If you were to ask someone 10 to 20 years ago what exactly sustainability was, you’d probably get more blank stares than any actual information. Although sustainability is making a slow but steady trickle into the minds of younger generations, the fact remains that sustainable concepts are steadily entering the mainstream, which includes sustainability-based learning.

To help incorporate sustainability into the minds of university faculty and community leaders, The University of Texas Rio Grande Valley has been working in partnership with the Association for Advancement of Sustainability in Higher Education (AASHE), by hosting annual two-day faculty development programs called the International Center for Sustainability Across the Curriculum (ICSAC) Conference. This year’s conference was held recently at the Embassy Suites Hotel by Hilton McAllen Convention Center.

Celebrating its fourth year, this year’s intensive conference invited international and local faculty to speak during the conference to provide a wide range of experience on the ongoing collaborations in the pursuit of a more sustainable world. The ICSAC conference grew out of a former successful project, Sin Fronteras, which encouraged faculty from all fields to exchange ideas, and help nurture a collaborative atmosphere between faculty and students.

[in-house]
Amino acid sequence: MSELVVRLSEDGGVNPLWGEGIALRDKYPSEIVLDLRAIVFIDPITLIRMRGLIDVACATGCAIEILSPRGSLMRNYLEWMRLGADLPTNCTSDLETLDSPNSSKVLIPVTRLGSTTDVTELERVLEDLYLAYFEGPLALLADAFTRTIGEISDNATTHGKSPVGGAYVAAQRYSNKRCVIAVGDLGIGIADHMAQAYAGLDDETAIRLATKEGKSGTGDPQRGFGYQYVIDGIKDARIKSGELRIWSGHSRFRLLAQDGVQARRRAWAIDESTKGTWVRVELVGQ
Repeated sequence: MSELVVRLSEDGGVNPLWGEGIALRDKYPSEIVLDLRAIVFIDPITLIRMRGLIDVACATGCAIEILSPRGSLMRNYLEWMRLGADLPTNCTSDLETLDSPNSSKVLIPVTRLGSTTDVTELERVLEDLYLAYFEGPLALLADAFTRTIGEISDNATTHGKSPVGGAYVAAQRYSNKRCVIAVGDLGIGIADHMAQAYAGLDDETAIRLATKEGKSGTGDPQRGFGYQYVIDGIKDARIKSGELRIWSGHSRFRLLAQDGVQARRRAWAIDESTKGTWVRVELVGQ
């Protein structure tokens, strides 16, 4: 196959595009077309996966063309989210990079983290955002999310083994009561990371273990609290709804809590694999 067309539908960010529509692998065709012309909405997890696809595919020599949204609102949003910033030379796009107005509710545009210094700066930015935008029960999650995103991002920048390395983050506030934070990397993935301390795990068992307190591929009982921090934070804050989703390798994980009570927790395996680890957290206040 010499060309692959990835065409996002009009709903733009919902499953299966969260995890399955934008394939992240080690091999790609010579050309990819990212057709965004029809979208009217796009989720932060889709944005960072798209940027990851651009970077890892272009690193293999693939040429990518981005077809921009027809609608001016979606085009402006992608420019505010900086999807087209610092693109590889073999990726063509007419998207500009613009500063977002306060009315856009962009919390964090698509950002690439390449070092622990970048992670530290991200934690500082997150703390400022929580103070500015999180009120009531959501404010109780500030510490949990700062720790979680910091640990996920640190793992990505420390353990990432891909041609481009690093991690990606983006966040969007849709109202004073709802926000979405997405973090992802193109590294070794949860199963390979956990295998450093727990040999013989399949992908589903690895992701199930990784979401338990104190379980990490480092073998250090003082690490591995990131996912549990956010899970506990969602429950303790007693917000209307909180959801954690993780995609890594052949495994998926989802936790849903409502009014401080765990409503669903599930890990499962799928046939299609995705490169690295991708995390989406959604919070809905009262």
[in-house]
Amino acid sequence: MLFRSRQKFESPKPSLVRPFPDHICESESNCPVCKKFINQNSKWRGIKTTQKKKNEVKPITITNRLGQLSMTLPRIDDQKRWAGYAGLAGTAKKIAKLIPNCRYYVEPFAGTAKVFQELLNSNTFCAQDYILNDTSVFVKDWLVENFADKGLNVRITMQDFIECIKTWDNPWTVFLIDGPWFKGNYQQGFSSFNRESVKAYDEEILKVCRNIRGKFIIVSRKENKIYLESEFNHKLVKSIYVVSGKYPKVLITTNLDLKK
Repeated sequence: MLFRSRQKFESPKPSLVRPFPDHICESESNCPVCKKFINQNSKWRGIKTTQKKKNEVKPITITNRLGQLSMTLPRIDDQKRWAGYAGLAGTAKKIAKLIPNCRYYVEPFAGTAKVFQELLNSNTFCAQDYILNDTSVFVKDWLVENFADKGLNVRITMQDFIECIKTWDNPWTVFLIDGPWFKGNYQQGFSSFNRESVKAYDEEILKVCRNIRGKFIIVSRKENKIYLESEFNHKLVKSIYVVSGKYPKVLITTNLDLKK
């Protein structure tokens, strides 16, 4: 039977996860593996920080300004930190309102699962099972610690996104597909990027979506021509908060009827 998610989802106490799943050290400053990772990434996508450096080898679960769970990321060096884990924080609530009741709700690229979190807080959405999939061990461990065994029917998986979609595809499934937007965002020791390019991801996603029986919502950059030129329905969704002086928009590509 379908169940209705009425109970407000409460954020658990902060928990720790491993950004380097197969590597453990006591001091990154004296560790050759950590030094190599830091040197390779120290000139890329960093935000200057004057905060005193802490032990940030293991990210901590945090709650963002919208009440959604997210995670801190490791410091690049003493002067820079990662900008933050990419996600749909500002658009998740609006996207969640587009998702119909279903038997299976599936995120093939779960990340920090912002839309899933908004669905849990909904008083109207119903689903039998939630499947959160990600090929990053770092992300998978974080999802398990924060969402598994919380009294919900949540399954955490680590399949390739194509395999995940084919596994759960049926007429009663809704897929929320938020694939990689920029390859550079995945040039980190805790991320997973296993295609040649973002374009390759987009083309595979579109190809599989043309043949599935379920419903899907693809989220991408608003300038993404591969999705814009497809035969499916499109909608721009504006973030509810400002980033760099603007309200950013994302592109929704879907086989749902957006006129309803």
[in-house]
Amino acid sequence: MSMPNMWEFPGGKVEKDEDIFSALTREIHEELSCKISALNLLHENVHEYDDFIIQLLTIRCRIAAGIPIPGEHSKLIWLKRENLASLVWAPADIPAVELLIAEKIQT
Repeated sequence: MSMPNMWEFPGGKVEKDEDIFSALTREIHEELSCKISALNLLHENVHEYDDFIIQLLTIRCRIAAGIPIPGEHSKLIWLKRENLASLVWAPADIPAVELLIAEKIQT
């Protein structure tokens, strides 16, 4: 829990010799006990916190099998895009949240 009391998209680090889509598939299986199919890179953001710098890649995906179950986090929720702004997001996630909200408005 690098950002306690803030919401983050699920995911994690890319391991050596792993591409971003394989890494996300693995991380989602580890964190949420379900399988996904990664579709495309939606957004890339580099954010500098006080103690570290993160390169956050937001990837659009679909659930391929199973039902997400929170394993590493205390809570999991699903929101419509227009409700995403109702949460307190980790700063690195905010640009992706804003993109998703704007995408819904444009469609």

“This is two days of intensive professional development providing pedagogy to create a learning experience that is more interdisciplinary, experiential, and focused on authentic problem-solving,” said Marianella Franklin, chief sustainability officer in the UTRGV Division of Finance and Administration. “One of the main focuses is interdisciplinary learning. The principles of sustainable curriculum include ways to positively impact the three main systems we live in — economic, social and environmental systems.”

To help instructors design a plan that will successfully incorporate sustainability without abandoning disciplinary expertise, the workshop allows participants to develop a transdisciplinary framework sustainably relevant to their discipline and uses hands-on processes to help redesign existing syllabi to accommodate sustainability practices.

“After the course, professors submit syllabi and learning objective plans on how they want to initiate sustainability within the course,” Franklin said. “Then, we meet with them and go over how we can assist them with resources.”

Franklin and her team work with departments such as the B3 Institute and the UTRGV Office of Global Engagement to provide the tools faculty need to expand their curriculum and help spur community engagement.

Guest speakers, which included several UTRGV faculty members, Pharr-San Juan-Alamo ISD representatives, City of Pharr officials, and other experts, were invited to the conference to demonstrate how their methods of sustainability teaching has worked, or discuss future plans and projects to help students grasp sustainability concepts.

As years pass and sustainability becomes a growing concern, Franklin hopes the ICSAC conference can become more immersive, seeing more faculty from neighboring institutions.

“We are hoping the conference expands to something greater,” she said. “Right now, we have it structured to be an intensive two-day workshop, but we’d like to expand it to a three- or four-day conference.” 

To learn more about the ICSAC conference or the Office of Sustainability, visit utrgv.edu/sustainability.